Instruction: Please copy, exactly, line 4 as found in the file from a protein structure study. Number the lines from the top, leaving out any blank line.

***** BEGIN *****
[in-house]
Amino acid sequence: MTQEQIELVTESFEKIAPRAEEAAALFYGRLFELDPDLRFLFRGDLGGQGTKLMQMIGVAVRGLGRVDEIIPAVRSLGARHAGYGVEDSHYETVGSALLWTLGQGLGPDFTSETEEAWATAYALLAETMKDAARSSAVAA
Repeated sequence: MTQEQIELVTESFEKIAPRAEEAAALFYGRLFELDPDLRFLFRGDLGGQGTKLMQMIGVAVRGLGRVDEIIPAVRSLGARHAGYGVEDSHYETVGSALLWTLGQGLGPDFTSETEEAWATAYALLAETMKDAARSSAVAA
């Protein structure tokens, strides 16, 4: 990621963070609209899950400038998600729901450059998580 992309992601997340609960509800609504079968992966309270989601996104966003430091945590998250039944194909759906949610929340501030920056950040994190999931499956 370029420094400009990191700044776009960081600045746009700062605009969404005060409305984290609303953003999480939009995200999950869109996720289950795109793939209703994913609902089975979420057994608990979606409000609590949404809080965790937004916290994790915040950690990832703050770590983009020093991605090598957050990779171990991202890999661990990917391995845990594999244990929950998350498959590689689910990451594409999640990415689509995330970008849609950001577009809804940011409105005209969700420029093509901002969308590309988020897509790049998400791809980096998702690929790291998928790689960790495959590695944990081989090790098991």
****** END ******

């Protein structure tokens, strides 16, 4: 990621963070609209899950400038998600729901450059998580 992309992601997340609960509800609504079968992966309270989601996104966003430091945590998250039944194909759906949610929340501030920056950040994190999931499956 370029420094400009990191700044776009960081600045746009700062605009969404005060409305984290609303953003999480939009995200999950869109996720289950795109793939209703994913609902089975979420057994608990979606409000609590949404809080965790937004916290994790915040950690990832703050770590983009020093991605090598957050990779171990991202890999661990990917391995845990594999244990929950998350498959590689689910990451594409999640990415689509995330970008849609950001577009809804940011409105005209969700420029093509901002969308590309988020897509790049998400791809980096998702690929790291998928790689960790495959590695944990081989090790098991």